Moving to Windows 10 Creators Update, Free Upgrade from Windows 7 or 8.1

Windows 10 upgrade from Windows 7

A lot of Windows 7 users have been resisting the move to Windows 10, but with the Windows 10 Creators Update now available to the public, there are fewer reasons than ever not to move to Microsoft’s latest operating system version.

Why Windows 10 Creators Update? Privacy and Security Enhanced, Plus a Ton of New Features

These three reasons should be enough to get anyone to move to Windows 10 Creators Update (CU).

Privacy controls have been re-organized and enhanced to give users a lot more control than before over what data gets sent to Microsoft from PCs running CU. The layout has been simplified and, depending on how much data you want shared, there are Basic and Full options that can be further tweaked.

From a security viewpoint there’s no doubt that Windows 10 is far better than any other operating system that Microsoft has created before this. Security is ever-evolving, and latest software invariably has enhancements over previous versions. Windows 10 is no different. The Windows Defender Security Center is a new feature that lets you have a snapshot of your device’s security posture at any given point in time.

Moreover, Windows Hello brings in a new type of access authentication that uses a combination of biometric features to make your device more secure. You might need to invest in additional hardware such as a fingerprint reader, illuminated IR sensor, etc., but it’s worth the few extra bucks.

Now for the Upgrade to Windows 10 Creators Update

As far as we know, unless you buy a full Windows 10 license, there’s only one other way to get an upgrade. And it’s free, as long as you have a licensed copy of Windows 7 (SP1) or Windows 8.1. Also, this upgrade option is not for Pro versions.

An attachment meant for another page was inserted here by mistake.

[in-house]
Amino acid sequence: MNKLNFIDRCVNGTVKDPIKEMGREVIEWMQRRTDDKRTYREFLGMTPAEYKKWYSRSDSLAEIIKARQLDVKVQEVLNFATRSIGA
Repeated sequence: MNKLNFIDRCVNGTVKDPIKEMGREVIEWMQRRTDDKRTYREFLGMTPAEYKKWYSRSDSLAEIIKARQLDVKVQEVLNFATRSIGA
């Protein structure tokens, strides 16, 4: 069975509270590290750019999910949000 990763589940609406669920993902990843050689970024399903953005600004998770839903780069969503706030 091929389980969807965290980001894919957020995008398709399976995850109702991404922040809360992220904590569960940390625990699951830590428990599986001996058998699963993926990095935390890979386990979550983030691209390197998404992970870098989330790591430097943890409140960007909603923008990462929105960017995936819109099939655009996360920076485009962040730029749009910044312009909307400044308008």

First, you need to get on Anniversary Update, which was the version prior to CU. To do that, you can upgrade for free from Microsoft’s assistive technologies webpage.

Get the Free Windows 10 Anniversary Update Here

In case you’re wondering about the ethics of using this method, DON’T. Microsoft has made it abundantly clear that it does not care what type of assistive technologies you use, or intend to use. In fact, they have categorically stated that even users of keyboard shortcuts (like copy-paste, cut-paste, etc.) are allowed to use this free upgrade method.

Once you’ve done the upgrade to the Anniversary Update, you should be able to check for further updates within your settings, where you can then download and install Windows 10 Creators Update on your system using Update Assistant for Windows 10. The system may allow you to directly upgrade to CU, but we were unable to confirm that because all our machines were moved to Windows 10 last year.

Another way to do this is to do a clean install of CU using an ISO file (disc image) from Microsoft, which you can get at the link below:

ISO Files for Creators Update

And that’s basically it. Once you’re on Windows 10, you can enjoy all the new features it brings – Augmented Reality (AR), 3D Paint, Beam livestreaming of games, Game Mode for serious game enhancement, improvements to Microsoft Edge, enhanced Cortana capabilities and much more.

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